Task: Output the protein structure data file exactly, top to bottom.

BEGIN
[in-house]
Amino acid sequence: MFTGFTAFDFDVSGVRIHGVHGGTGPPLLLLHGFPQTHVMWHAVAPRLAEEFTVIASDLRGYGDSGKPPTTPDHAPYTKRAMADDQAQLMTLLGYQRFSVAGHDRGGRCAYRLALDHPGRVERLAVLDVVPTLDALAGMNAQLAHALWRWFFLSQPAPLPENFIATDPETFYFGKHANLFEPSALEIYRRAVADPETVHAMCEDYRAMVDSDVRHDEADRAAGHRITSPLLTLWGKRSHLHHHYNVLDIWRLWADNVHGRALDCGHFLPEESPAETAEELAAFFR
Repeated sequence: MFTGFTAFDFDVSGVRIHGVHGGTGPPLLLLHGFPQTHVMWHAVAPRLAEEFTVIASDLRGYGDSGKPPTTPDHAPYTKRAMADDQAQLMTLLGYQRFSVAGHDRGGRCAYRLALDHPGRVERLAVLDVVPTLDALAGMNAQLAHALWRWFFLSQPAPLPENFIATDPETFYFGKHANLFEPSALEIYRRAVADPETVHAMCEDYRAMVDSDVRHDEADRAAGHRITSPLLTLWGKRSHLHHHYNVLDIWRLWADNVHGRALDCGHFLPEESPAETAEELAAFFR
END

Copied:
[in-house]
Amino acid sequence: MFTGFTAFDFDVSGVRIHGVHGGTGPPLLLLHGFPQTHVMWHAVAPRLAEEFTVIASDLRGYGDSGKPPTTPDHAPYTKRAMADDQAQLMTLLGYQRFSVAGHDRGGRCAYRLALDHPGRVERLAVLDVVPTLDALAGMNAQLAHALWRWFFLSQPAPLPENFIATDPETFYFGKHANLFEPSALEIYRRAVADPETVHAMCEDYRAMVDSDVRHDEADRAAGHRITSPLLTLWGKRSHLHHHYNVLDIWRLWADNVHGRALDCGHFLPEESPAETAEELAAFFR
Repeated sequence: MFTGFTAFDFDVSGVRIHGVHGGTGPPLLLLHGFPQTHVMWHAVAPRLAEEFTVIASDLRGYGDSGKPPTTPDHAPYTKRAMADDQAQLMTLLGYQRFSVAGHDRGGRCAYRLALDHPGRVERLAVLDVVPTLDALAGMNAQLAHALWRWFFLSQPAPLPENFIATDPETFYFGKHANLFEPSALEIYRRAVADPETVHAMCEDYRAMVDSDVRHDEADRAAGHRITSPLLTLWGKRSHLHHHYNVLDIWRLWADNVHGRALDCGHFLPEESPAETAEELAAFFR